Cell injury - PowerPoint PPT Presentation

dr gehan mohamed n.
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Cell injury
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Cell injury

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  1. Dr. Gehan Mohamed Cell injury

  2. Understand the definition of cell injury. Outline Mechanisms of Cell Injury Recognize the variability in Cellular response to injury which include : - Cellular adaptation - Reversible cell injury ( nonlethal hit) - Irreversible injury and cell death (apoptosis, necrosis ). -Identify the differences between apoptosis and necrosis. - Recognize the different types of necrosis. Learning objectives:

  3. CONCEPT OF INJURY AND CELLULAR RESPONSE TO INJURY Cells are constantly exposed to a variety of stresses. At first cells try to adapt themselves to overcome this stressful condition But When stress is too severe or for prolonged duration, INJURY results. Injury of the cell may be reversible if theaffected cells recover from the injury or cell may die (irreversible injury).

  4. Causes of cellular injury • Hypoxia:inadequate oxygenation of tissues • Physical agents:mechanical trauma, burns, frostbite, sudden changes in pressure, radiations, electric shock • Chemical agents:poisons (toxins), insecticides, CO, asbestos, alcohol, tobacco, glucose, salt, oxygen • Infectious agents:prions, viruses, rickettsiae, bacteria, fungi, parasites • Immunologic reactions:anaphylaxis, autoimmune disease. • Nutritional imbalances:protein calorie deficiency, vitamin deficiencies, excess food intake (obesity, atherosclerosis) • Genetic derangements:congenital malformations, abnormal proteins (hemoglobinopathies), abnormal or absent enzymes (storage disorders).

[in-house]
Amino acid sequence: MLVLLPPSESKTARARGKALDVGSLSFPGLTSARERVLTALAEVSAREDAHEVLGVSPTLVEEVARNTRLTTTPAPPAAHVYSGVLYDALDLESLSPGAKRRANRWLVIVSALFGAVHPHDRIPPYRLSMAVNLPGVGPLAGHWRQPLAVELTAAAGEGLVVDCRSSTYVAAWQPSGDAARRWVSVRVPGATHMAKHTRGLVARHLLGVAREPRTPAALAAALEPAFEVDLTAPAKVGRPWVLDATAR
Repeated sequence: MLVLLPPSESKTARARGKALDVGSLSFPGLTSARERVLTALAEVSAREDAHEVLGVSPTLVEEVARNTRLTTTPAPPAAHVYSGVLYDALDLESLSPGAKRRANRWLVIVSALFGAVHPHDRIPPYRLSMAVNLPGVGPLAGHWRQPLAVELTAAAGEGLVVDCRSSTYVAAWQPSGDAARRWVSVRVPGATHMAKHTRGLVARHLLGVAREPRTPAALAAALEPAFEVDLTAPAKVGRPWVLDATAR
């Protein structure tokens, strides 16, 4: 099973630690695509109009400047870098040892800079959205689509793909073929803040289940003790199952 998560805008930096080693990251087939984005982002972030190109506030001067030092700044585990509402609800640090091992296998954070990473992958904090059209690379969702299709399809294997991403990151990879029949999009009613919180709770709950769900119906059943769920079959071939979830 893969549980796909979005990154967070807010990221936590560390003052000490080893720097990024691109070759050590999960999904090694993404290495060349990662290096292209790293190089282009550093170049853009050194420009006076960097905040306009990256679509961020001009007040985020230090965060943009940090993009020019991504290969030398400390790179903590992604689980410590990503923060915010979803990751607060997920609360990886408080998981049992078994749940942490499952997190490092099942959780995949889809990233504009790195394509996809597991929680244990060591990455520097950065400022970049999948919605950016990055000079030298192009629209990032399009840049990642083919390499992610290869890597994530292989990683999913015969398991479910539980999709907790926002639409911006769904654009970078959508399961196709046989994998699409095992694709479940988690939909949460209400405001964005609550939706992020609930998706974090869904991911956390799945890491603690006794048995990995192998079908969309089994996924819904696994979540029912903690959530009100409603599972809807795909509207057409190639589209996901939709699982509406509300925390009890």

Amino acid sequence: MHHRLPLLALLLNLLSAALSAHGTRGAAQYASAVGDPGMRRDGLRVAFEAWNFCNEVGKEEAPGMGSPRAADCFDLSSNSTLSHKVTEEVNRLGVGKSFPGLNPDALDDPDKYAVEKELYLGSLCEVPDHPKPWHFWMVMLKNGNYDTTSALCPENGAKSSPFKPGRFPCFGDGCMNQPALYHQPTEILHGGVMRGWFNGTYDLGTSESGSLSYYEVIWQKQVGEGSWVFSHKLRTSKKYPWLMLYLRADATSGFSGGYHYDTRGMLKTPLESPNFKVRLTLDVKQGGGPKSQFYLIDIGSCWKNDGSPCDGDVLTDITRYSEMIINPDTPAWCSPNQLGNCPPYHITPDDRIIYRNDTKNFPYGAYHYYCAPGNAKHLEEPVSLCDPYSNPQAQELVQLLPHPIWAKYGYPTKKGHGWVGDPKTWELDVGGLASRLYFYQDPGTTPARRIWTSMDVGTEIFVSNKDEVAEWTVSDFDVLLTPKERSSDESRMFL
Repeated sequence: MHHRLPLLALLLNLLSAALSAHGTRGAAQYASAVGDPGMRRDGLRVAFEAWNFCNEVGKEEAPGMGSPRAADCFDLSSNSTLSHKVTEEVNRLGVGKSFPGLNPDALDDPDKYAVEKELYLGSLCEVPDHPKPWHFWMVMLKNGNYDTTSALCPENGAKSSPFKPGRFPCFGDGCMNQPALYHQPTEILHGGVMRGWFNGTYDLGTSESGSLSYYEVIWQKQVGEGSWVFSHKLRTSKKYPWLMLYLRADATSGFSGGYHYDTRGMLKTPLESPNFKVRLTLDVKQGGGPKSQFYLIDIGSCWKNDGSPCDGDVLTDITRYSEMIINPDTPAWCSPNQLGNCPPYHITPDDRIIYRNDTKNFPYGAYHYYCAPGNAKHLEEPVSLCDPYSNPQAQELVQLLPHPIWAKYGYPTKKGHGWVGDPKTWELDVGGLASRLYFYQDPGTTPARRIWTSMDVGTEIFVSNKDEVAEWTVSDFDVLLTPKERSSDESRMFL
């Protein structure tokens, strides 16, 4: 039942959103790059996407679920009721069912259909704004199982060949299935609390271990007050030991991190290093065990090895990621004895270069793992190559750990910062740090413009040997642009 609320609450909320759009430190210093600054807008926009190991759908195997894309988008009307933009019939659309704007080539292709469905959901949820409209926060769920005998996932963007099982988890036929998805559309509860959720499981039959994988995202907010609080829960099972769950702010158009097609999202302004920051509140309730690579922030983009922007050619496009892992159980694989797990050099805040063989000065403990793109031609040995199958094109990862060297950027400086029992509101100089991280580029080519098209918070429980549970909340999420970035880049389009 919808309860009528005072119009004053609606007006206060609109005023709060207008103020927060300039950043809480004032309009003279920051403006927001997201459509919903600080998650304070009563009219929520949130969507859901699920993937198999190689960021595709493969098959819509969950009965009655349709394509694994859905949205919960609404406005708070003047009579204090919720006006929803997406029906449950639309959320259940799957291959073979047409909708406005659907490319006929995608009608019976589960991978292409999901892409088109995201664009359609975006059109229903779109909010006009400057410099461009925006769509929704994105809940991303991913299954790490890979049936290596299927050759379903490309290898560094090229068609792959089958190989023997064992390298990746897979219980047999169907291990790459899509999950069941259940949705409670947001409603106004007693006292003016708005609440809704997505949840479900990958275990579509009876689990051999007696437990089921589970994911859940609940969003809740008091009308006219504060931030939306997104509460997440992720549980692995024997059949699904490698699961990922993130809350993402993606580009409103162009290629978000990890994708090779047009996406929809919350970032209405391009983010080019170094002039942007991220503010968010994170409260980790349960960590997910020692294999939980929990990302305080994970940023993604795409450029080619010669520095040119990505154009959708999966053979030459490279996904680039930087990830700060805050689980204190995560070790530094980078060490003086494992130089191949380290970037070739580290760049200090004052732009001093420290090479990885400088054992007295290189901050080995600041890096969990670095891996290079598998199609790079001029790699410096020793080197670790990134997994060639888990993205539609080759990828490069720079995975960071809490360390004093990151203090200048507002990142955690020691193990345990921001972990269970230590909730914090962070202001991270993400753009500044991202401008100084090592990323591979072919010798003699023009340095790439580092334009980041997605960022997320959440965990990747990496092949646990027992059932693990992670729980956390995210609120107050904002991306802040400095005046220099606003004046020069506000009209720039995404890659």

5. The cellular response to injurious stimuli depends on : 1. Type ,duration and severity of injurious agent. • 2-the type, status, adaptability, and genetic • makeup of the injured cell. • Cellular function is lost far before cell death occurs

  6. The precise moment of transition from reversible injury to irreversible injury is known as the POINT OF NO RETURN. Irreversible Adaptation Reversible Cell death Point of no return Etiologic agent

  7. The relationships between normal, adapted, reversibly injured, and dead myocardial cells

  8. Adaptation

  9. Cellular adaptation A- Disorders leading to diminished growth due to decrease in cell size i.e atrophy • B- Disorders leading to excessive growth i.e • - Hypertrophy: increase in size of cells as in • pregnant uterus. • hyperplasia: increase in number of the cells • e.g lactating breast

  10. C- Disorders of cellular differentiation i.e metaplasia and dysplasia: • Metaplasia is a change of mature type of tissue into another type e.g change of transitional type of epithelium to squamous type with chronic irritation.